There are times when I get confused by international relations. Our shrub has a unique talent for uniting diverse groups, albeit that he unites them against him:
The diplomatic chess game around Iran's nuclear program includes an unlikely bishop. According to several well-placed Rome sources, Iranian officials are quietly laying the groundwork necessary to turn to Pope Benedict XVI and top Vatican diplomats for mediation if the showdown with the United States should escalate toward a military intervention. The 80-year-old Pope has thus far steered clear of any strong public comments about either Iran's failure to fully comply with U.N. nuclear weapons inspectors or the drumbeat of war coming from some corners in Washington. But Iran, which has had diplomatic relations with the Holy See for 53 years, may be trying to line up Benedict as an ace in the hole for staving off a potential attack in the coming months. "The Vatican seems to be part of their strategy," a senior Western diplomat in Rome said of the Iranian leadership. "They'll have an idea of when the 11th hour is coming. And they know an intervention of the Vatican is the most open and amenable route to Western public opinion. It could buy them time."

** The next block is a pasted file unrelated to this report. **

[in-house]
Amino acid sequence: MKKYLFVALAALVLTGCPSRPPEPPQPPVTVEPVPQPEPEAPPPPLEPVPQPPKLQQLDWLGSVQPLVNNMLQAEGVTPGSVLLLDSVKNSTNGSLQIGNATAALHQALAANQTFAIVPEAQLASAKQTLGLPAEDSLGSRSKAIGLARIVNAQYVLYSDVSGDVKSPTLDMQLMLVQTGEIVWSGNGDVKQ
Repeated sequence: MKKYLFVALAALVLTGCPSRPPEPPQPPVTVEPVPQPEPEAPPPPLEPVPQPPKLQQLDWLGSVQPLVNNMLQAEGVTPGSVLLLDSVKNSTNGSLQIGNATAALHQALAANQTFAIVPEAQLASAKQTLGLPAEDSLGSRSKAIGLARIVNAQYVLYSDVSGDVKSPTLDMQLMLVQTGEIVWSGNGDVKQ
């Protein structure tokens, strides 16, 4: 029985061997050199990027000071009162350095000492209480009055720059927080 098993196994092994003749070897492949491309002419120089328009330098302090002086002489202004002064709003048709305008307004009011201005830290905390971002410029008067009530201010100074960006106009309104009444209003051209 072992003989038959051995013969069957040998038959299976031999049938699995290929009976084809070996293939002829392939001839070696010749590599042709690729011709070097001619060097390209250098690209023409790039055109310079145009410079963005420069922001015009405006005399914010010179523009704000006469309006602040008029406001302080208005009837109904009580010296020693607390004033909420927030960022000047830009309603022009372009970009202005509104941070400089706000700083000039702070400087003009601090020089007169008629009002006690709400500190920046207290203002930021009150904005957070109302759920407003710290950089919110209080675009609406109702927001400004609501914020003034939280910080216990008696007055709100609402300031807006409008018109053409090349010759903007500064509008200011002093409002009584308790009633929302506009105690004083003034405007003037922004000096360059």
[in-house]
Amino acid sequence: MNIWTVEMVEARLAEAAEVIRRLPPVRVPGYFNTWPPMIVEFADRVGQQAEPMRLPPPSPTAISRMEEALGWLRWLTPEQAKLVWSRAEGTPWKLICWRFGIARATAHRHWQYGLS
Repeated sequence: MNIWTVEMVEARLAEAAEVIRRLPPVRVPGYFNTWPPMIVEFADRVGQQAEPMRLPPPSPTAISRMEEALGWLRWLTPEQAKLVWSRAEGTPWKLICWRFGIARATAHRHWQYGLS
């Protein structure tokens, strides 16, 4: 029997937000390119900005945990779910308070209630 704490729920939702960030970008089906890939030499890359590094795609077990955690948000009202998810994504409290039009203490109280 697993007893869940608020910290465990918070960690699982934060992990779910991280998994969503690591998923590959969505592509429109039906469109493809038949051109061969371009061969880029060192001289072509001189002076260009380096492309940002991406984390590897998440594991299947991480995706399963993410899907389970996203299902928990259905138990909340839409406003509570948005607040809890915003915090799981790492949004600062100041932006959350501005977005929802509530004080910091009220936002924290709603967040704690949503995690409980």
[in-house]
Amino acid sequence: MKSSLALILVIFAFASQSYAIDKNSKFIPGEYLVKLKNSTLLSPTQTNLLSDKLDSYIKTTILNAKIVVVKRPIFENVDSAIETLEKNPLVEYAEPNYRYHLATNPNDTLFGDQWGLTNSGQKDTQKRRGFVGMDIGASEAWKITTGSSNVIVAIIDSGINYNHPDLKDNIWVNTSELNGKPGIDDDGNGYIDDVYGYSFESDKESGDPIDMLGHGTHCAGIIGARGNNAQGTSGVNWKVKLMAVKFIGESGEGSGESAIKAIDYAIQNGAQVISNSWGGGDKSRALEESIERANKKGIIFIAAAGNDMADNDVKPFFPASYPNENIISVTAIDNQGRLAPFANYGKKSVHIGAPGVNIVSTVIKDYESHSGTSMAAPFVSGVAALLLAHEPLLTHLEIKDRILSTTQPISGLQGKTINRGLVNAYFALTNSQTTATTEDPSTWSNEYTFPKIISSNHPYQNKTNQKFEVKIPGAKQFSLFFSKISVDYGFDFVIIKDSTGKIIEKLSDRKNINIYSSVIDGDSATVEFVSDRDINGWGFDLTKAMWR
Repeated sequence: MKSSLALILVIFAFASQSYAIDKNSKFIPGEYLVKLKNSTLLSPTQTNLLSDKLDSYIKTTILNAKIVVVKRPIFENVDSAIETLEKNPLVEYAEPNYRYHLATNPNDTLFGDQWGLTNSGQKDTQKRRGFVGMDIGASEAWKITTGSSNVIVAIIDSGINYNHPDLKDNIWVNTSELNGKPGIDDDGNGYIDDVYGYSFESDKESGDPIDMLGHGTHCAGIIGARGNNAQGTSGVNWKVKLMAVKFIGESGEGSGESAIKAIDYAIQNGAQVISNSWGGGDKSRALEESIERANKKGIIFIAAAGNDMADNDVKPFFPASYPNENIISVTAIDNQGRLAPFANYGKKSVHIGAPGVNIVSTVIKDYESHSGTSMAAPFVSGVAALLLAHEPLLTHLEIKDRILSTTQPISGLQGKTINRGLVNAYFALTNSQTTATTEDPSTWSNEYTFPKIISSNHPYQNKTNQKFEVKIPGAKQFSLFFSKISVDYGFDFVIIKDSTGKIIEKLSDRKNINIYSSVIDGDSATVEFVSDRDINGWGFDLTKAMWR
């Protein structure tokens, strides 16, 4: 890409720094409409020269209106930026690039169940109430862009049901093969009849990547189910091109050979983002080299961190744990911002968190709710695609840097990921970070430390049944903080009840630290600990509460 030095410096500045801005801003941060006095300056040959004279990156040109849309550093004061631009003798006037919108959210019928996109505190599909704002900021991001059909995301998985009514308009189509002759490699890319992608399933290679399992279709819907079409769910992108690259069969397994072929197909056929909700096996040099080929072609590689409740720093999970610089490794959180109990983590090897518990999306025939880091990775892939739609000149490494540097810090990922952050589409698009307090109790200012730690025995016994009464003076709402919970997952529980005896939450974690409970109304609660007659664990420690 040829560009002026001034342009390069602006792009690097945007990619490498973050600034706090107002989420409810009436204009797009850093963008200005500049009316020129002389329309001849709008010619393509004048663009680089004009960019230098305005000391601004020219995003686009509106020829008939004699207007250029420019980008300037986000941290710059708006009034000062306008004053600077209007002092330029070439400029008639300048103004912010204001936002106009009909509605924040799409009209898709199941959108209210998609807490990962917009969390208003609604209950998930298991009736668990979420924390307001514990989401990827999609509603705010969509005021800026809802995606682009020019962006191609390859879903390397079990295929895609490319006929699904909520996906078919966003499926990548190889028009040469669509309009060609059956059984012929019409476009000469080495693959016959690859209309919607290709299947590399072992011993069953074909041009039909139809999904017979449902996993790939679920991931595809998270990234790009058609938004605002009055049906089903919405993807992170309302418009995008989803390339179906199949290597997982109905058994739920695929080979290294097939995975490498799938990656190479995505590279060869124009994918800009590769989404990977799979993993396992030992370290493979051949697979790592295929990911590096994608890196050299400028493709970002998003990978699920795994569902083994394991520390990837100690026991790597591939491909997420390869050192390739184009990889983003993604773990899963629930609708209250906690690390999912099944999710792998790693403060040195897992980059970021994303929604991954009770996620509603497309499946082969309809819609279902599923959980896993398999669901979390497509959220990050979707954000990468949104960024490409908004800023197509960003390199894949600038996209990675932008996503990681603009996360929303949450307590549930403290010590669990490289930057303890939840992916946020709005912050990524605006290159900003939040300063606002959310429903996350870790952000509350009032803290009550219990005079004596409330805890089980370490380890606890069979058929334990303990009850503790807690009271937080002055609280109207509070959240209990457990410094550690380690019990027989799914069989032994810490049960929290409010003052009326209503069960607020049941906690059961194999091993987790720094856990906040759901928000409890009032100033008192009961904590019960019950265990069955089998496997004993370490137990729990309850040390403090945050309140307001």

With the timing of the Annapolis conference on low expectations (hey, we'll talk about peace and then do absolutely nothing to promote peace), and the ongoing rhetoric blaming Iran for our disaster in Iraq, strange bedfellows are increasing. Most of the world is trying to prevent the Cheney from attacking Iran, and they just might prevail.